My friends sometimes tease me about having to enter a passcode just to play games on my iPhone. But the truth is, Angry Birds isn’t the only thing hanging out on my home screen, so I need to be extra careful with who can access that information. Granted, a measly little four-digit passcode won’t stop even most amateur hackers, but it can buy a little time for me to report my phone missing or to wipe the sensitive information from my phone.
I was vindicated yesterday when Daniel Amitay, an Apple iPhone developer, published his research into passcode security. Amitay pays homage to past articles about the most common passwords on the Internet, creating a list of the ten most common iPhone passcodes. Here they are, in all their glory, from Amitay’s blog:
After years of waiting, the Associated Press (and other media outlets) finally received the results of their freedom of information request to the state of Alaska: A massive trove of former Governor and Vice Presidential Candidate Sarah Palin’s e-mails from when she was in office.
And so far, love her or hate her, the results are pretty tame: Mother Jones, which has had some of the most aggressive coverage of the e-mails, reported that she did, indeed, regularly use the folksisms she’s become famous for, from “unflippinbelievable,” “what a goof” and “holy flippin A“to “we love the mobster in ya.” Indeed.
Here at the Enterprise IT Watch blog, we try to up with the latest news in enterprise IT to keep you updated on the goings-on in your neck of the woods. Usually our posts focus on our theme month topics, but not everything new in IT follows our schedule (despite our many efforts). To make up for that, I’m going to start compiling the top stories in enterprise tech, to make sure that you know what’s happening (and so that we know what’s happening as well). So even next month, when we’ll be tackling Cloud Storage, you can get a balanced dose of enterprise IT right here. Your one-stop shop, if you will.
So here goes:
Hey, Google! It’s rude to point.
It seems the latest trend of enterprise IT is to adopt whatever’s hot in consumer tech, although usually because of necessity and security rather than by choice. The latest spinoff of the should-we/shouldn’t-we debate over mobile gadgets is the question of online or cloud storage. Google made it a household name with Google Docs and its array of Office-like applications, and more recently pushing it further with Google Music. With similar offerings from Amazon and Apple, the idea of the public cloud is losing its mystery and gaining a more everyday reputation.
Companies such as Dropbox, Box.net, and Mozy are getting in on the online storage trend, gaining attention from the New York Times Technology section, highlighted for their successful foray into the storage industry. As Verne G. Kopytoff reports, “Aaron Levie, chief executive of Box.net, an early online storage company based in Palo Alto, Calif., said that the increased adoption of mobile devices and ubiquity of online connections had created a bigger need for companies like this.” The article cites the decrease in cost of hardware such as servers and data storage devices as one of the main benefits these companies have experienced in the past years. Box.net’s server space leasing cost has decreased about five to eight times since 2005 when the company started.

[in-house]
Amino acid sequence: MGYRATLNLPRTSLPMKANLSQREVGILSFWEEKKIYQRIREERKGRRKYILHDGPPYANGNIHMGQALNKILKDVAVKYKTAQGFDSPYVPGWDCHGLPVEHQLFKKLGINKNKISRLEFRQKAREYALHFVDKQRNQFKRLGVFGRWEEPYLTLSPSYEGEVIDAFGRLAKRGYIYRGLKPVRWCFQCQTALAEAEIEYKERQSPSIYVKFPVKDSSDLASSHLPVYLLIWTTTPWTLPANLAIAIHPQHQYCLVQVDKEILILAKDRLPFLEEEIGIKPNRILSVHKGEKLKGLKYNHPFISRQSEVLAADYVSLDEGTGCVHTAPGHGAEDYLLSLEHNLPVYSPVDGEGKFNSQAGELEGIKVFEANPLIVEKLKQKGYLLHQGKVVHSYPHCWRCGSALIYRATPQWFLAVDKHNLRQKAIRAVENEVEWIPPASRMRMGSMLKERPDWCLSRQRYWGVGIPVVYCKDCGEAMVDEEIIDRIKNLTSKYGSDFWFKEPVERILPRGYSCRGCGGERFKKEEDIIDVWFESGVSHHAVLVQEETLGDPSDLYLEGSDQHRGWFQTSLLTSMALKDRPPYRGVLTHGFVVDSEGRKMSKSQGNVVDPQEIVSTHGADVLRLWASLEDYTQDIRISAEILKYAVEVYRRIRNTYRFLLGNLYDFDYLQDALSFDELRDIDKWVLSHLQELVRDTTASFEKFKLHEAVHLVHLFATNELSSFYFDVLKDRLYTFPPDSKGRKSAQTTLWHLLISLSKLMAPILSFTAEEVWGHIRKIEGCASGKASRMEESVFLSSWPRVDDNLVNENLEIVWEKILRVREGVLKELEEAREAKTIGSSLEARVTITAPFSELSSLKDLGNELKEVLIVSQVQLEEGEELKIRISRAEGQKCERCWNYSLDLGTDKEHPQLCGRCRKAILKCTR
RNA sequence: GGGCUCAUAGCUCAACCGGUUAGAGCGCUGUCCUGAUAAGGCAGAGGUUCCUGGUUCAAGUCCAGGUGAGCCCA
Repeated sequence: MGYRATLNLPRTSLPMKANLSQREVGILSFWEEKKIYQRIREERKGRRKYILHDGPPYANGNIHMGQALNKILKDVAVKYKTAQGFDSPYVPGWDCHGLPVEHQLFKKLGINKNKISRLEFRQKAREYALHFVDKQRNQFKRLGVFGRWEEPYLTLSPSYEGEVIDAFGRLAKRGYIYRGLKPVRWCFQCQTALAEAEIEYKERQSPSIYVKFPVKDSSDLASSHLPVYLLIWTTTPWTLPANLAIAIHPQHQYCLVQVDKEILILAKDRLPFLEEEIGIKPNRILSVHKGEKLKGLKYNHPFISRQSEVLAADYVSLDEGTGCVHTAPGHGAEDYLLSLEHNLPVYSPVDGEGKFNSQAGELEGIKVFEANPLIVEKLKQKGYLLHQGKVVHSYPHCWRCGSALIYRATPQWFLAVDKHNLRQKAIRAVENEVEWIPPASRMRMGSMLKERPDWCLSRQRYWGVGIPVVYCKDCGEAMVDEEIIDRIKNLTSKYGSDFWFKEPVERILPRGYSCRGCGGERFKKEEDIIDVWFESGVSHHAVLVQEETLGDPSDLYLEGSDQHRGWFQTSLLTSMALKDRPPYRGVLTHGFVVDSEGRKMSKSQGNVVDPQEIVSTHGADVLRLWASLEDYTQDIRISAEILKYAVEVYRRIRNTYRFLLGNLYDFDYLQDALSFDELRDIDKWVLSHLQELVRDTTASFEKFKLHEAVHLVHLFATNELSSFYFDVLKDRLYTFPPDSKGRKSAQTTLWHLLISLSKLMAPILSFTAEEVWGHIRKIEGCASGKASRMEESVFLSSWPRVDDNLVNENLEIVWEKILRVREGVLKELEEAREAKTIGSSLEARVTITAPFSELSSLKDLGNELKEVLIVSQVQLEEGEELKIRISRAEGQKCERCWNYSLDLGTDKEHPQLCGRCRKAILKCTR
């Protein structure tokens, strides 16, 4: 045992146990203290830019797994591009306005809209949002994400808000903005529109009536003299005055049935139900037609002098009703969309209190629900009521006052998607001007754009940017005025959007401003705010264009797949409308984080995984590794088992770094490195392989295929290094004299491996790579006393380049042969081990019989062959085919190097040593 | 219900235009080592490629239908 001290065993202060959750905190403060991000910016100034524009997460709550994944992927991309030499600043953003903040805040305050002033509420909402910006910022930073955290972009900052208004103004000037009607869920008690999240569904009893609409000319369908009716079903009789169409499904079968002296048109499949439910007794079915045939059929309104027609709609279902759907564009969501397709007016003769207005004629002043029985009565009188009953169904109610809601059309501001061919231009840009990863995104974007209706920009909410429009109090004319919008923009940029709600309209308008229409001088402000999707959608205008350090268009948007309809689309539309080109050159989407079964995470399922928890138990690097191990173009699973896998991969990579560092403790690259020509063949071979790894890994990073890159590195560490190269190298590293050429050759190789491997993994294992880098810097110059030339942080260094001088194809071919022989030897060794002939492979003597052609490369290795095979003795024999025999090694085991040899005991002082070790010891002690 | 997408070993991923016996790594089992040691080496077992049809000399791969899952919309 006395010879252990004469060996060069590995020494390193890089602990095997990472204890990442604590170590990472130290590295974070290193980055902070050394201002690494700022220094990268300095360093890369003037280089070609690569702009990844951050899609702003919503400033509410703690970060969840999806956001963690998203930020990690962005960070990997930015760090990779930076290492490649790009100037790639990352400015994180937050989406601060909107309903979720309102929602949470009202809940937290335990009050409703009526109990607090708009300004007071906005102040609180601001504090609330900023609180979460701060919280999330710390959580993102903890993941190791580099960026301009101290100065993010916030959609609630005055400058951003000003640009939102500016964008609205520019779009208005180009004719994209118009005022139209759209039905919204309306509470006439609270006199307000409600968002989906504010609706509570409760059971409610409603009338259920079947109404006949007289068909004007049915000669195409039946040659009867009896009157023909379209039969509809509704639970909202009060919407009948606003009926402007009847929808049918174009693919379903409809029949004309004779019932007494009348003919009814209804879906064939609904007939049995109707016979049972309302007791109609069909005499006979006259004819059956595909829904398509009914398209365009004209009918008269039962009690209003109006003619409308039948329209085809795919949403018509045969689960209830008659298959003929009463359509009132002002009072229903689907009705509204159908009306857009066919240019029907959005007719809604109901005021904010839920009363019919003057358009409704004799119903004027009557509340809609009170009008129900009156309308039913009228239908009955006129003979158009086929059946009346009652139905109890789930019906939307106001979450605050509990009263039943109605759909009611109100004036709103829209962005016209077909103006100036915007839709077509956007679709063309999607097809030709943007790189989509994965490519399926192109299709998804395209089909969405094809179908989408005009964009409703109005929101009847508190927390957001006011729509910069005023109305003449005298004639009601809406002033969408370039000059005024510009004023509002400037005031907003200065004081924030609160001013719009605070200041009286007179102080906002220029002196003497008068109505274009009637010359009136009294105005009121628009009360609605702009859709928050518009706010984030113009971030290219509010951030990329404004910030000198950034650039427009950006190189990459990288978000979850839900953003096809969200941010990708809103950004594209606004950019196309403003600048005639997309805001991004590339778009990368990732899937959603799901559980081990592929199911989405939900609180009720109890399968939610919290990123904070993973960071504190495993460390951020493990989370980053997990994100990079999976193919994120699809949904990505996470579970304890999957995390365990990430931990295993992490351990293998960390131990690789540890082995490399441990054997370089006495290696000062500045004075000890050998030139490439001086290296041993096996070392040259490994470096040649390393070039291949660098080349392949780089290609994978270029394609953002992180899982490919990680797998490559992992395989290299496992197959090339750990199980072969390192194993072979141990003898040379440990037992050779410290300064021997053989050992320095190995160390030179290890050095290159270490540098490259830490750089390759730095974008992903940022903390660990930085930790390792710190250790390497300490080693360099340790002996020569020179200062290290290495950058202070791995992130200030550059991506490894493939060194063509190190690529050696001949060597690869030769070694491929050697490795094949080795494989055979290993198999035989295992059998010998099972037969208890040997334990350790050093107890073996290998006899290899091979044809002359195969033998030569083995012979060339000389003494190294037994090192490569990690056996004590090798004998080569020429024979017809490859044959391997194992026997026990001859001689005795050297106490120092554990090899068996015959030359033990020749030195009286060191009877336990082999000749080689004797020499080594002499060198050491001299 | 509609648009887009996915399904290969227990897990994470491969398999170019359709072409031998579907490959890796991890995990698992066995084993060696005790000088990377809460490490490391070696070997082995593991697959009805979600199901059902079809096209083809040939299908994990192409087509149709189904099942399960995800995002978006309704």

But these online storage companies are no strangers to the number one deterrent for all things “cloud”: Security concerns. Even casual consumers understand that their photos of last week’s BBQ are at risk, let alone images of their passport or social security card. With the recent horrible stretch for cloud computing, it’s not hard to see why experts urge users to only store non-sensitive information to these platforms. Newer companies are using this skepticism to their advantage. Chief executive of Cx.com Brad Richardson told the New York Times he “was not intimidated by all the competition. Focusing on security will help set his company apart from rivals.” Aside from being a thorn in the IT department’s side, consumer cloud services often serve as a catalyst for innovation in enterprise IT. With Amazon’s Cloud Drive and Apple’s iCloud (announced today and compared here), it definitely seems that further improvements could be headed for enterprise data storage.
The next step up from consumer acceptance? Small- and medium-sized businesses. And as Ron Miller points out, cloud storage seems the most obvious option for SMBs:
Small businesses today are being built for a fraction of the cost of even 5 years ago precisely because these businesses don’t have to make huge investments in hardware infrastructure. By passing off these costs to infrastructure providers, small businesses can concentrate on building the business and not worrying about keeping the Exchange server up and running or adding a new drive to the network to handle increased usage.